Sir Michael John Gambon, CBE (born 19th October, 1940), is an acclaimed Irish-British actor who has worked in theatre, television and film.
Gambon was born in Dublin during World War II. His father, Edward Gambon, an engineer, decided to seek work in the rebuilding of London, and so Gambon and his seamstress mother, Mary, moved to north London, when he was five.
Raised a strict Catholic, he attended St Aloysius Boys' School in Somers Town. He then moved to St Aloysius' College in Hornsey Lane, Highgate, London, whose former pupils included Peter Sellers. He later attended a school in Kent, before leaving with no qualifications at fifteen. He then gained an apprenticeship as a toolmaker. By the time he was 21 he was a fully qualified engineer. He kept the job for a further year – acquiring a fascination and passion for collecting antique guns, clocks and watches, as well as classic cars.
Aged 19 he joined the Unity Theatre in Kings Cross. Five years later he wrote a letter to Michael MacLiammoir, the Irish theatre impresario who ran Dublin's Gate Theatre. It was accompanied by a CV describing a rich and wholly imaginary theatre career – and he was taken on.
Gambon made his professional stage début in a 1962 production of Othello. A year later, cheekily auditioning with the opening soliloquy from Richard III, he caught the eye of star-maker Laurence Olivier who was recruiting promising spear-carriers for his new National Theatre Company. The company initially performed at the Old Vic, their first production being Hamlet, directed by Olivier and starring Peter O'Toole. He played for four years in many NT productions.
He made his film debut in the Laurence Olivier Othello in 1965. He then played romantic leads, notably in the early 1970s BBC television series, The Borderers, in which he was swashbuckling Gavin Ker. As a result, Gambon was asked by James Bond producer Cubby Broccoli to audition for the role in 1970, to replace George Lazenby. His craggy looks soon made him into a character actor, although he won critical acclaim as Galileo in John Dexter's production of The Life of Galileo by Brecht at the National Theatre in 1980. But it was not until Dennis Potter's The Singing Detective (1986) that he became a household name. After this success, for which he won a BAFTA, his work includes films such as The Cook, The Thief, His Wife and Her Lover which also starred Helen Mirren.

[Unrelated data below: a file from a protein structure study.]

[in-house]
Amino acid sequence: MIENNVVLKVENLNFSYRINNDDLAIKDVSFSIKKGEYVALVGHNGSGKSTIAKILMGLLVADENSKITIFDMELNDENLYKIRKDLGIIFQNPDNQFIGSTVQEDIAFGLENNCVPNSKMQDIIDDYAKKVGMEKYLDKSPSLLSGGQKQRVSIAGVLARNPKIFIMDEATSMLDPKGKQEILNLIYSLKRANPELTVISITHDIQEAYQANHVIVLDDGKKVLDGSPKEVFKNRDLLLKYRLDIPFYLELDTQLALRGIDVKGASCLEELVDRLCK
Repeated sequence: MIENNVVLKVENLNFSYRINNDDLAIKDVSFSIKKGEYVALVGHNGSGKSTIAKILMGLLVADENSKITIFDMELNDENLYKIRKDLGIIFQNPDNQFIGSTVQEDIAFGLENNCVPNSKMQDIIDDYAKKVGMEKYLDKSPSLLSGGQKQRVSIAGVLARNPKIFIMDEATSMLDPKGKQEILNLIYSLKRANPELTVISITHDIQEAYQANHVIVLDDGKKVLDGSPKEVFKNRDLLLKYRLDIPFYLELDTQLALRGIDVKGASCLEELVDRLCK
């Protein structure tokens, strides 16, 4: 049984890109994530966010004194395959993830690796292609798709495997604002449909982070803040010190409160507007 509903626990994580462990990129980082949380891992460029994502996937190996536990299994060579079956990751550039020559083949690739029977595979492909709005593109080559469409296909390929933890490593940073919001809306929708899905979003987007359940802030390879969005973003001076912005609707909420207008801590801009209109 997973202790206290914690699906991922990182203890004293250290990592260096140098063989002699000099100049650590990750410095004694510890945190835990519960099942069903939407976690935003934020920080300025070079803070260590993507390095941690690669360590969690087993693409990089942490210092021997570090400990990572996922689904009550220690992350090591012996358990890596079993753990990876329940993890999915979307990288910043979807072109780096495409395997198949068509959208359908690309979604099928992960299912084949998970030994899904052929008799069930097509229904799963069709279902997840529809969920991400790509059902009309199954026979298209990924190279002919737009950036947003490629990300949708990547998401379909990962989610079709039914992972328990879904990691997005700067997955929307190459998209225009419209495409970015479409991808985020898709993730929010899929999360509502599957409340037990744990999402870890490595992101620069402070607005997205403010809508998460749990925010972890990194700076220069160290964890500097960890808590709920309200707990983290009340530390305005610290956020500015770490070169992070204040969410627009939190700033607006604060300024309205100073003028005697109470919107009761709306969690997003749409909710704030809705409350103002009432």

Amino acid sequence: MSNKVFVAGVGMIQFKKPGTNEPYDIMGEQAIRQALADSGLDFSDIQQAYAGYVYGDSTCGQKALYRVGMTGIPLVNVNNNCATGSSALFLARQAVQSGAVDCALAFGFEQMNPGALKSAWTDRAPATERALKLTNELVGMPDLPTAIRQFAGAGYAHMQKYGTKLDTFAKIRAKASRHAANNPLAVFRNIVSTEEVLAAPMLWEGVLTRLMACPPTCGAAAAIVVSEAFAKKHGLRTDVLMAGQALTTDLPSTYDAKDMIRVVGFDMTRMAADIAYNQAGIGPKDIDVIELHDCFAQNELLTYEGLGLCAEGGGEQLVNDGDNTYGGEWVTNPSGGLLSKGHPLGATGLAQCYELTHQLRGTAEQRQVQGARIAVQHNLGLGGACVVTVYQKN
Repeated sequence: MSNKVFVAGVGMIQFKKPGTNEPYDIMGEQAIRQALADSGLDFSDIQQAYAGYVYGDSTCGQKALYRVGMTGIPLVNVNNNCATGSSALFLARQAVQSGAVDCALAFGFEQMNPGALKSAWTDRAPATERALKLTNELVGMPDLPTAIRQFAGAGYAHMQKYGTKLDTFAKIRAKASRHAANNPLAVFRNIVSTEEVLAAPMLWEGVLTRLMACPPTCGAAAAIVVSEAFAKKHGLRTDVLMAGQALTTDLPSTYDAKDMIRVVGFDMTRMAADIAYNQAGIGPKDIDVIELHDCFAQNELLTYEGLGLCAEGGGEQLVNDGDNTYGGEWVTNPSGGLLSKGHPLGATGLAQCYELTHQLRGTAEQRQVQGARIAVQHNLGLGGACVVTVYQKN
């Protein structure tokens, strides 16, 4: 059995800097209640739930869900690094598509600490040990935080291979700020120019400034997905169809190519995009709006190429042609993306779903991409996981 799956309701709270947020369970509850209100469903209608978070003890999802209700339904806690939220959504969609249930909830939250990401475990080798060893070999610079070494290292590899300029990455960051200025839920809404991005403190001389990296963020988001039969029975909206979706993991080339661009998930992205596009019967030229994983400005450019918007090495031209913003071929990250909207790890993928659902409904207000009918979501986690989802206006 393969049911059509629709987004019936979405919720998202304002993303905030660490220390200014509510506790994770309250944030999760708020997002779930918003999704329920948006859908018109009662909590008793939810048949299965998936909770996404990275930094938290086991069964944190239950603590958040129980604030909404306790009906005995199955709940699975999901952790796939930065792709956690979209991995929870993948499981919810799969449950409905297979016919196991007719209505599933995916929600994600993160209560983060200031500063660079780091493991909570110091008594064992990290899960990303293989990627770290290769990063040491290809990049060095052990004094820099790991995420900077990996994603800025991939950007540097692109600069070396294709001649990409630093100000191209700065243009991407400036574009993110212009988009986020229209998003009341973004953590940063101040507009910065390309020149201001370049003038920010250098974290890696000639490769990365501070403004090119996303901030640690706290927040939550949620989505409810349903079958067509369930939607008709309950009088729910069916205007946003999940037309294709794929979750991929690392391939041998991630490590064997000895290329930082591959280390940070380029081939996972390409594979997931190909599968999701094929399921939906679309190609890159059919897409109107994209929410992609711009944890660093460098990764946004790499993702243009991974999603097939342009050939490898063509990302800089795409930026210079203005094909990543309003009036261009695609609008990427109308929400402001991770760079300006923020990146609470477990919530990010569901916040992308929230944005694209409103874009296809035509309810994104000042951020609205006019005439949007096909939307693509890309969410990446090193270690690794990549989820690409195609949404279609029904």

In 1992 he played a psychotic general in the Barry Levinson film Toys and he also starred as Georges Simenon's detective Inspector Jules Maigret in an ITV adaptation of Simenon's series of books. He starred as Fyodor Dostoyevsky in the Hungarian director Károly Makk's movie The Gambler (1997) about the writing of Dostoyevsky's novella .The Gambler.
In recent years, films such as Dancing at Lughnasa (1998) and Plunkett & Macleane (1998), as well as television appearances in series such as Wives and Daughters(1999) (for which he won another BAFTA), a made-for-TV adaptation of Samuel Beckett's Endgame (2001) and Perfect Strangers (2001) have revealed a talent for comedy. In 2004, he appeared in five films, including Wes Anderson's quirky comedy The Life Aquatic with Steve Zissou; the British gangster flick Layer Cake; theatrical drama Being Julia; and CGI action fantasy Sky Captain and the World of Tomorrow.
Perhaps his most significant role in 2004, however, was Albus Dumbledore, Hogwarts headmaster in the third instalment of J. K. Rowling's franchise, Harry Potter and the Prisoner of Azkaban. Gambon reprised the role of Albus Dumbledore in Harry Potter and the Goblet of Fire, which was released in November 2005. He returned to the role again in the fifth movie, Harry Potter and the Order of the Phoenix, which was released in 2007. He will once again return to portray Dumbledore in film six Harry Potter and the Half-Blood Prince. Gambon admits to not having read the Harry Potter novels and says that this is because he does not want to be upset by an extremely large change or death in the books. Similarly, he has also stated in an interview that, when playing Dumbledore, "I don't have to play anyone really. I just stick on a beard and play me, so it’s no great feat. I never ease into a role – every part I play is just a variant of my own personality. I’m not really a character actor at all..."